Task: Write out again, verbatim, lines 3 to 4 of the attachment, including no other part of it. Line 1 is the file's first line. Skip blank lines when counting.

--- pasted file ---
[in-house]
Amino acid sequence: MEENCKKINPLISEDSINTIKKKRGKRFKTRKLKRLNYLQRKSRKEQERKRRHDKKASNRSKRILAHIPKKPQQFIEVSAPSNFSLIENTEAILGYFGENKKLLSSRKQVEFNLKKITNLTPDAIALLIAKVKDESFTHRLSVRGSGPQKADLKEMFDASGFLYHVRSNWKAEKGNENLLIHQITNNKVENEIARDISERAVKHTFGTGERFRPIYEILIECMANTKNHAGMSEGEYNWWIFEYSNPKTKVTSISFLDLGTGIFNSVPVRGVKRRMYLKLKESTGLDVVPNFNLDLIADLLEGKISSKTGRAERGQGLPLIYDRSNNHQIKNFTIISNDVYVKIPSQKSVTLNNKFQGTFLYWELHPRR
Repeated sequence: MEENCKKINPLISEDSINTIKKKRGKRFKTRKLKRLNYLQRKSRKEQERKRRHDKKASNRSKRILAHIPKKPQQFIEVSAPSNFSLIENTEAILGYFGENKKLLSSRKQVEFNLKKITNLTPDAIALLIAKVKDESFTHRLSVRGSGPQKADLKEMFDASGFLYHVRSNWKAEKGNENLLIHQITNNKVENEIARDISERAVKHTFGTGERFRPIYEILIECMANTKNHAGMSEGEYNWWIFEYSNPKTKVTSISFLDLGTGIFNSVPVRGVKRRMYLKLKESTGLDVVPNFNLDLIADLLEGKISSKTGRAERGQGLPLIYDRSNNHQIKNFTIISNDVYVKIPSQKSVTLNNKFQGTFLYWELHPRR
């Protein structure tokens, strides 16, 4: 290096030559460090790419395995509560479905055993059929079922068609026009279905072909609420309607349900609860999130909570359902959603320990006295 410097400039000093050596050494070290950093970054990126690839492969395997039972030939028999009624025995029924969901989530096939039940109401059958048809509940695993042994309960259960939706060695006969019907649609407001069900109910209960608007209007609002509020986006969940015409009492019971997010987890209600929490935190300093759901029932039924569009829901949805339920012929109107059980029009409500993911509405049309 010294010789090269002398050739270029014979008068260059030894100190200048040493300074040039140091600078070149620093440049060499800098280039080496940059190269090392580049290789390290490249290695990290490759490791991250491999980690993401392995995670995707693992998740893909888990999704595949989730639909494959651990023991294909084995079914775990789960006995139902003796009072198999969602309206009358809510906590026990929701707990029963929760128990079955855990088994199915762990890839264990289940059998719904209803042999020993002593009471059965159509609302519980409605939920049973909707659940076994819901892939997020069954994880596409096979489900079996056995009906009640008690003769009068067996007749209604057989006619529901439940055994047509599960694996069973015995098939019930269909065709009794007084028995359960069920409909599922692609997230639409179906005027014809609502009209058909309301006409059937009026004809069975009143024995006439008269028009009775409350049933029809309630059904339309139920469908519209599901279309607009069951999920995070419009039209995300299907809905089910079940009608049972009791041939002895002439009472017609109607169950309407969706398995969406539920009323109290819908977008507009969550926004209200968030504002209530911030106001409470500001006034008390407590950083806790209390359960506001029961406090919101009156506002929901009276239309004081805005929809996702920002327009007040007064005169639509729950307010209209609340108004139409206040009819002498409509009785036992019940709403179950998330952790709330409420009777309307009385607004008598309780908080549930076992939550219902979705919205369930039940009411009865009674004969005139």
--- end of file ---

Repeated sequence: MEENCKKINPLISEDSINTIKKKRGKRFKTRKLKRLNYLQRKSRKEQERKRRHDKKASNRSKRILAHIPKKPQQFIEVSAPSNFSLIENTEAILGYFGENKKLLSSRKQVEFNLKKITNLTPDAIALLIAKVKDESFTHRLSVRGSGPQKADLKEMFDASGFLYHVRSNWKAEKGNENLLIHQITNNKVENEIARDISERAVKHTFGTGERFRPIYEILIECMANTKNHAGMSEGEYNWWIFEYSNPKTKVTSISFLDLGTGIFNSVPVRGVKRRMYLKLKESTGLDVVPNFNLDLIADLLEGKISSKTGRAERGQGLPLIYDRSNNHQIKNFTIISNDVYVKIPSQKSVTLNNKFQGTFLYWELHPRR
């Protein structure tokens, strides 16, 4: 290096030559460090790419395995509560479905055993059929079922068609026009279905072909609420309607349900609860999130909570359902959603320990006295 410097400039000093050596050494070290950093970054990126690839492969395997039972030939028999009624025995029924969901989530096939039940109401059958048809509940695993042994309960259960939706060695006969019907649609407001069900109910209960608007209007609002509020986006969940015409009492019971997010987890209600929490935190300093759901029932039924569009829901949805339920012929109107059980029009409500993911509405049309 010294010789090269002398050739270029014979008068260059030894100190200048040493300074040039140091600078070149620093440049060499800098280039080496940059190269090392580049290789390290490249290695990290490759490791991250491999980690993401392995995670995707693992998740893909888990999704595949989730639909494959651990023991294909084995079914775990789960006995139902003796009072198999969602309206009358809510906590026990929701707990029963929760128990079955855990088994199915762990890839264990289940059998719904209803042999020993002593009471059965159509609302519980409605939920049973909707659940076994819901892939997020069954994880596409096979489900079996056995009906009640008690003769009068067996007749209604057989006619529901439940055994047509599960694996069973015995098939019930269909065709009794007084028995359960069920409909599922692609997230639409179906005027014809609502009209058909309301006409059937009026004809069975009143024995006439008269028009009775409350049933029809309630059904339309139920469908519209599901279309607009069951999920995070419009039209995300299907809905089910079940009608049972009791041939002895002439009472017609109607169950309407969706398995969406539920009323109290819908977008507009969550926004209200968030504002209530911030106001409470500001006034008390407590950083806790209390359960506001029961406090919101009156506002929901009276239309004081805005929809996702920002327009007040007064005169639509729950307010209209609340108004139409206040009819002498409509009785036992019940709403179950998330952790709330409420009777309307009385607004008598309780908080549930076992939550219902979705919205369930039940009411009865009674004969005139």